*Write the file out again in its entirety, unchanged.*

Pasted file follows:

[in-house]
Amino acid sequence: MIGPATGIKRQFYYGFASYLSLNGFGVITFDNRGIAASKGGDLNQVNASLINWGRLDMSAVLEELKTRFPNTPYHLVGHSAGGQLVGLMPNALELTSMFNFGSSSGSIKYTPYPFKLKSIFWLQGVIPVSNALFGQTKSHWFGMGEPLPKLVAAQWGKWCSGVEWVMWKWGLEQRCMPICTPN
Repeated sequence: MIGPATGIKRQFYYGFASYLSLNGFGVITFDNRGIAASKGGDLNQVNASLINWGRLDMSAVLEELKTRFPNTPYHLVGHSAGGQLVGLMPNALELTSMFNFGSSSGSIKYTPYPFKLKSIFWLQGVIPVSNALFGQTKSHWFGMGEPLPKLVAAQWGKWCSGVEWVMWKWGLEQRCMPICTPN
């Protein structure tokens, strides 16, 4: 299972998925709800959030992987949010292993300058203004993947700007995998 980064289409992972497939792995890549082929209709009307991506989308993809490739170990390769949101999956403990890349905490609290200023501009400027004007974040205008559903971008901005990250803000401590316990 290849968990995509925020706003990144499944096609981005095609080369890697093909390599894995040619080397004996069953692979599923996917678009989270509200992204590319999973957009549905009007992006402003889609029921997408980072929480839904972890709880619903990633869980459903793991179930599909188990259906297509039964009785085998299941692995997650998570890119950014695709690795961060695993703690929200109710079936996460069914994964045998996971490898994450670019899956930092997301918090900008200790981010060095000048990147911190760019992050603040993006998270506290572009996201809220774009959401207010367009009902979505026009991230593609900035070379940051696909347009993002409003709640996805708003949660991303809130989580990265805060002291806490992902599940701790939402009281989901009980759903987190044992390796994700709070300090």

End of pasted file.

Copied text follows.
[in-house]
Amino acid sequence: MIGPATGIKRQFYYGFASYLSLNGFGVITFDNRGIAASKGGDLNQVNASLINWGRLDMSAVLEELKTRFPNTPYHLVGHSAGGQLVGLMPNALELTSMFNFGSSSGSIKYTPYPFKLKSIFWLQGVIPVSNALFGQTKSHWFGMGEPLPKLVAAQWGKWCSGVEWVMWKWGLEQRCMPICTPN
Repeated sequence: MIGPATGIKRQFYYGFASYLSLNGFGVITFDNRGIAASKGGDLNQVNASLINWGRLDMSAVLEELKTRFPNTPYHLVGHSAGGQLVGLMPNALELTSMFNFGSSSGSIKYTPYPFKLKSIFWLQGVIPVSNALFGQTKSHWFGMGEPLPKLVAAQWGKWCSGVEWVMWKWGLEQRCMPICTPN
């Protein structure tokens, strides 16, 4: 299972998925709800959030992987949010292993300058203004993947700007995998 980064289409992972497939792995890549082929209709009307991506989308993809490739170990390769949101999956403990890349905490609290200023501009400027004007974040205008559903971008901005990250803000401590316990 290849968990995509925020706003990144499944096609981005095609080369890697093909390599894995040619080397004996069953692979599923996917678009989270509200992204590319999973957009549905009007992006402003889609029921997408980072929480839904972890709880619903990633869980459903793991179930599909188990259906297509039964009785085998299941692995997650998570890119950014695709690795961060695993703690929200109710079936996460069914994964045998996971490898994450670019899956930092997301918090900008200790981010060095000048990147911190760019992050603040993006998270506290572009996201809220774009959401207010367009009902979505026009991230593609900035070379940051696909347009993002409003709640996805708003949660991303809130989580990265805060002291806490992902599940701790939402009281989901009980759903987190044992390796994700709070300090």